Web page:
Preparing for the arrival of an influx of Syrian refugees in Canada, many school boards say their institutions are ready to welcome immigrant students -- no matter how many arrive.

One of those institutions is Greenwood Secondary School. For decades, the Toronto high school has helped hundreds of immigrant families with matters like housing and employment.

Teen Karam Al Sallan, whose family is from Syria, attends Greenwood, where, he says, every minute spent in the classroom and every tip from a teacher is cherished.

“It is hard, but I want to study and build a future for me,” says Al Sallan.

It’s a future that the 14-year-old didn’t think he had growing up with daily attacks in Aleppo, Syria.

Karam Al Sallan

“We always stay in the middle of the house so no bombs come to us,” Al Sallan recalled. “Bullets come to our house, so we just hide under things.”

Al Sallan’s family fled to Jordan in 2013. Then, four months ago, a private sponsor brought them to Canada.

His mother, Lilas Aidk, says she is “thankful” that they are now safe.

While Al Sallan and his family got some support when they arrived, it was the high school -- which has onsite citizenship and immigration workers -- that met their longterm needs.

Karam Al Sallan

Greenwood’s school principal Kim McLaren told CTV News that there are all kinds of supports for immigrants in place at the school.

“Here, we’re such a small, caring community with those wrap-around supports for kids, that nobody gets lost here,” McLaren said.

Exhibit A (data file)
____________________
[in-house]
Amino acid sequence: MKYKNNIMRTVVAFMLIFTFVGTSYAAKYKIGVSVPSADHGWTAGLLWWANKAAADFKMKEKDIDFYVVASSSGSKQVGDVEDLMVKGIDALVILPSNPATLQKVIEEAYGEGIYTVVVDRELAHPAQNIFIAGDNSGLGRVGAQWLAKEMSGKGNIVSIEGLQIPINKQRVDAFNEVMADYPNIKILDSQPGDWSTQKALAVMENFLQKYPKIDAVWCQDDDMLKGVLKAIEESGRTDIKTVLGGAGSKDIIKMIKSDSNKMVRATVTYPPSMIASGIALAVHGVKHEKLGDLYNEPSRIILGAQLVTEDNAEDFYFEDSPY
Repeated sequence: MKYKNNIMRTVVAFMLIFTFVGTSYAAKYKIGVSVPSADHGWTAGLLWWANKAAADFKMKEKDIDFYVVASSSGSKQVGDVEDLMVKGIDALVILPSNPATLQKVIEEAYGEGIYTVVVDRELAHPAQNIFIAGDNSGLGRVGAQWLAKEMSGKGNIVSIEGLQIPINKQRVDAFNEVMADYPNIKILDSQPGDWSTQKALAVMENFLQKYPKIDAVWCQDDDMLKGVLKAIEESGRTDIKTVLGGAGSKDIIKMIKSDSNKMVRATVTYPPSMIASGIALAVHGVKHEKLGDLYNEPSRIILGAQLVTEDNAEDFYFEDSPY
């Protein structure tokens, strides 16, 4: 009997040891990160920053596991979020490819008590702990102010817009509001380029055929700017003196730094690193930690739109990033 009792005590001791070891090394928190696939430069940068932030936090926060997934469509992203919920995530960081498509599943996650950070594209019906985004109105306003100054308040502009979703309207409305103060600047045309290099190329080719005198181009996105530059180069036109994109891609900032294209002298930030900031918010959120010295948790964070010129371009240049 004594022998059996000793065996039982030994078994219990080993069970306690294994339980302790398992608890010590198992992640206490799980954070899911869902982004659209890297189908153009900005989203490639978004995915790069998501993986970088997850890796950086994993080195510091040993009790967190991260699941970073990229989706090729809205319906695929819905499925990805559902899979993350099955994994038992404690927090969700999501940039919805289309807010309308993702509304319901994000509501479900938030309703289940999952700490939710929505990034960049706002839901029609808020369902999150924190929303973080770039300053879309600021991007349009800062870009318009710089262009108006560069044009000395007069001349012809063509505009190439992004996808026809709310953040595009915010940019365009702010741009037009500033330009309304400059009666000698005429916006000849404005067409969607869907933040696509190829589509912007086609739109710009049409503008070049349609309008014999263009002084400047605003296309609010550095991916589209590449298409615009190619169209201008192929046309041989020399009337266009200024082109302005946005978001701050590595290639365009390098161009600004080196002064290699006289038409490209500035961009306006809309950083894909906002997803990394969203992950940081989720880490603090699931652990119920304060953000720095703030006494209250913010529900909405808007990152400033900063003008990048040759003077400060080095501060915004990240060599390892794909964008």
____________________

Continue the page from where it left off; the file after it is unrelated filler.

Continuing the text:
Greenwood school

But with thousands of Syrian refugees expected in the coming days, school boards and many other social support services in the country are about to be tested.

“From an operational point of view, we’re ready,” said Mike Gallagher, superintendent of education for the Toronto District School Board.

That includes hiring more teachers and support staff, if needed.

The issue, Gallagher says, is that they don’t know how many are coming, or where they will be landing.

“If they arrive in a particular neighbourhood, then we’ll marshal our resources, and look specifically at that school,” Gallagher said.

But many school boards aren’t worried about the exact numbers.

Administrators say plans are in place to ensure their schools are ready and able to take in and support new students and their families, no matter how many arrive.

Meanwhile, Al Sallan is thriving. He says his school has helped him feel more Canadian.

“Everyone will literally love you, make you feel like you are loved,” he said.

With a report by CTV’s Peter Akman